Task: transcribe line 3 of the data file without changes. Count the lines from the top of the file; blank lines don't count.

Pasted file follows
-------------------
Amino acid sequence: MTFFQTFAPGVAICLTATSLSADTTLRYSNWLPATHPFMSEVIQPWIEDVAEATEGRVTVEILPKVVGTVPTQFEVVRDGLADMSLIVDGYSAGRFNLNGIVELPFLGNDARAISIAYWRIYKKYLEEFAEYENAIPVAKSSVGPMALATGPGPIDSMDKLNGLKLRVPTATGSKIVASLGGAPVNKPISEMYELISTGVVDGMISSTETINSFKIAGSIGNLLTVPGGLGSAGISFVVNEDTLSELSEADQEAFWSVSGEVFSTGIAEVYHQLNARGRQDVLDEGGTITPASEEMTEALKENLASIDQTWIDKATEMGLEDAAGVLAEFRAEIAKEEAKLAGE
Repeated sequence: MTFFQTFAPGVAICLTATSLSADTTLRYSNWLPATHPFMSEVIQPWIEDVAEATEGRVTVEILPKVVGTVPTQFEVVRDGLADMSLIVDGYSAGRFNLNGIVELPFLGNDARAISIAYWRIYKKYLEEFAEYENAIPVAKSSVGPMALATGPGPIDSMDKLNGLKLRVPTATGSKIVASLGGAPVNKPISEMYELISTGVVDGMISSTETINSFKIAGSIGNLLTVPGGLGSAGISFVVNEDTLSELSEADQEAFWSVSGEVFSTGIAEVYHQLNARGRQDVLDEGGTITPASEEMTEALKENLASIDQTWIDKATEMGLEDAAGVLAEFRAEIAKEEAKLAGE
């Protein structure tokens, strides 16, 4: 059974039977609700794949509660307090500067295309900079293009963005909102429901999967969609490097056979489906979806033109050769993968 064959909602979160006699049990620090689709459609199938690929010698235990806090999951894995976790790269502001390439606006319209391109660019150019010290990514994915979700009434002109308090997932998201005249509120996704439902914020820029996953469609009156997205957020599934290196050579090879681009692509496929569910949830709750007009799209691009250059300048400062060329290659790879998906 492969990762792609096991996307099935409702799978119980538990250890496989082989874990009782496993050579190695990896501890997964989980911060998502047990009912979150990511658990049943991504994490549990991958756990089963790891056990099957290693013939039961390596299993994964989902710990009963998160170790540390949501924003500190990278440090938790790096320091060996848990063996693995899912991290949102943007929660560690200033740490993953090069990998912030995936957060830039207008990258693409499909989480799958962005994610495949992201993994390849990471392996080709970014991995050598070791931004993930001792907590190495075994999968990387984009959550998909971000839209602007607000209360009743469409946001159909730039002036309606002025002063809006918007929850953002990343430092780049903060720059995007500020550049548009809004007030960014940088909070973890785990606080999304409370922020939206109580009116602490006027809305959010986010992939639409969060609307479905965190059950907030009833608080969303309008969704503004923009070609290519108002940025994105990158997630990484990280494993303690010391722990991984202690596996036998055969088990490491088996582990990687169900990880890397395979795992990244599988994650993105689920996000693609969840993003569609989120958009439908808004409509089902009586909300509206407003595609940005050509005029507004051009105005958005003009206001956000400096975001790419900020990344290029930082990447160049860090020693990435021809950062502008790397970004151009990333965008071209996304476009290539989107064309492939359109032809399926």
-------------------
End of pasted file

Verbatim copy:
């Protein structure tokens, strides 16, 4: 059974039977609700794949509660307090500067295309900079293009963005909102429901999967969609490097056979489906979806033109050769993968 064959909602979160006699049990620090689709459609199938690929010698235990806090999951894995976790790269502001390439606006319209391109660019150019010290990514994915979700009434002109308090997932998201005249509120996704439902914020820029996953469609009156997205957020599934290196050579090879681009692509496929569910949830709750007009799209691009250059300048400062060329290659790879998906 492969990762792609096991996307099935409702799978119980538990250890496989082989874990009782496993050579190695990896501890997964989980911060998502047990009912979150990511658990049943991504994490549990991958756990089963790891056990099957290693013939039961390596299993994964989902710990009963998160170790540390949501924003500190990278440090938790790096320091060996848990063996693995899912991290949102943007929660560690200033740490993953090069990998912030995936957060830039207008990258693409499909989480799958962005994610495949992201993994390849990471392996080709970014991995050598070791931004993930001792907590190495075994999968990387984009959550998909971000839209602007607000209360009743469409946001159909730039002036309606002025002063809006918007929850953002990343430092780049903060720059995007500020550049548009809004007030960014940088909070973890785990606080999304409370922020939206109580009116602490006027809305959010986010992939639409969060609307479905965190059950907030009833608080969303309008969704503004923009070609290519108002940025994105990158997630990484990280494993303690010391722990991984202690596996036998055969088990490491088996582990990687169900990880890397395979795992990244599988994650993105689920996000693609969840993003569609989120958009439908808004409509089902009586909300509206407003595609940005050509005029507004051009105005958005003009206001956000400096975001790419900020990344290029930082990447160049860090020693990435021809950062502008790397970004151009990333965008071209996304476009290539989107064309492939359109032809399926």